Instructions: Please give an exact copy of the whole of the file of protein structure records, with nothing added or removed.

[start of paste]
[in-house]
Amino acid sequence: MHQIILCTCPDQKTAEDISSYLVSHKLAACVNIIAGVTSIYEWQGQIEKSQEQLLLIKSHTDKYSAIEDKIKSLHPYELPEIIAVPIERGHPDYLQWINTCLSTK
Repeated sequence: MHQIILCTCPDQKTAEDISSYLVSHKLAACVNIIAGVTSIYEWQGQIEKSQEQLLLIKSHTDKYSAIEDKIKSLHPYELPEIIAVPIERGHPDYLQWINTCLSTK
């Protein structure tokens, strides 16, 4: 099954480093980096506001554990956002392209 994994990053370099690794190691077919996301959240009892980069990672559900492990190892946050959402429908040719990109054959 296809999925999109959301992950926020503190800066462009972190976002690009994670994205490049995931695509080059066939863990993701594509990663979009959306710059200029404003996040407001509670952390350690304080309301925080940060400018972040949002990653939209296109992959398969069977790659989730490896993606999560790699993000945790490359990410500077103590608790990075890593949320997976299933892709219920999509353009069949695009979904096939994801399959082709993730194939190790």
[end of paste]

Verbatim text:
[in-house]
Amino acid sequence: MHQIILCTCPDQKTAEDISSYLVSHKLAACVNIIAGVTSIYEWQGQIEKSQEQLLLIKSHTDKYSAIEDKIKSLHPYELPEIIAVPIERGHPDYLQWINTCLSTK
Repeated sequence: MHQIILCTCPDQKTAEDISSYLVSHKLAACVNIIAGVTSIYEWQGQIEKSQEQLLLIKSHTDKYSAIEDKIKSLHPYELPEIIAVPIERGHPDYLQWINTCLSTK
């Protein structure tokens, strides 16, 4: 099954480093980096506001554990956002392209 994994990053370099690794190691077919996301959240009892980069990672559900492990190892946050959402429908040719990109054959 296809999925999109959301992950926020503190800066462009972190976002690009994670994205490049995931695509080059066939863990993701594509990663979009959306710059200029404003996040407001509670952390350690304080309301925080940060400018972040949002990653939209296109992959398969069977790659989730490896993606999560790699993000945790490359990410500077103590608790990075890593949320997976299933892709219920999509353009069949695009979904096939994801399959082709993730194939190790």